By Sally Voth
Landowners now can apply for grass grants and help researchers at the same time.
The Smithsonian Conservation Biology Institute in Front Royal has grants available from the National Forest Foundation that will go toward restoring native warm-season grasses.
The grants are for up to $100 an acre, and will help pay for seeds, herbicide, technical help and the use of the institute's no-till drill, according to information from the institute.
Landowners need fields of at least 10 acres in Shenandoah, Warren, Frederick or Page counties, and must have access to other needed farm equipment. The institute prefers the land be within 3 miles of a George Washington National Forest boundary line.
Additionally, the grass must be maintained for five years.
Caity Homan, an ecology intern at the institute, said researchers will study birds and pollinators such as bees and butterflies, and identify plants.
"It's to promote biodiversity, improve landscapes," she said.
According to Homan, native warm-season grasses include both little and big bluestem, Indian grass, broomsedge, switch grass, purpletop and sideoats grama.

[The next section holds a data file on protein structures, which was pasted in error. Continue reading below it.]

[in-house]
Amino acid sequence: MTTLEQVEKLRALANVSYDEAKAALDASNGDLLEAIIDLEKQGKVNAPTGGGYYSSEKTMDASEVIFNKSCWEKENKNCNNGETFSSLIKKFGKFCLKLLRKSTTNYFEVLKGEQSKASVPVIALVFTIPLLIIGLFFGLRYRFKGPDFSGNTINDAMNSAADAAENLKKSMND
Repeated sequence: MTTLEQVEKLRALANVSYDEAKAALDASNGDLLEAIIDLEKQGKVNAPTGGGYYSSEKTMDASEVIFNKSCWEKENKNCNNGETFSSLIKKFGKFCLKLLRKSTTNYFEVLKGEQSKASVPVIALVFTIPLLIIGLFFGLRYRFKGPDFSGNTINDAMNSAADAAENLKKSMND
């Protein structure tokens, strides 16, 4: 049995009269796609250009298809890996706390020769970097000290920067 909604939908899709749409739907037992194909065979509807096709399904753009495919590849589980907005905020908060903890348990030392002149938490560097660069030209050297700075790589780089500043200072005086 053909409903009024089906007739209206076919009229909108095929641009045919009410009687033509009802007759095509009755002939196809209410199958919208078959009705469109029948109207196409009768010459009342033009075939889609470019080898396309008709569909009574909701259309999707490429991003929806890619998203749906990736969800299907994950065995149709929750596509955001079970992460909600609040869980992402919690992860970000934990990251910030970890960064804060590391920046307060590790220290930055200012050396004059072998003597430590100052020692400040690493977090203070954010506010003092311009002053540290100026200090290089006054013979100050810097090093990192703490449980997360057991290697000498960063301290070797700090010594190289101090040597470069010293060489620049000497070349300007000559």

Virginia Working Landscapes' website, vaworkinglandscapes.org, explains some of the benefits of growing native warm-season grasses.
Because the grasses leave more bare ground under and between each plant than cool-season grasses, there is more space for wildflowers, legumes and insects that can be eaten by wildlife, the site states. They also are a good source of food for cattle, according to the website.
To get an application, which is due by Jan. 28, email SCBIecology@si.edu.
Contact staff writer Sally Voth at 540-465-5137 ext. 164, or email@example.com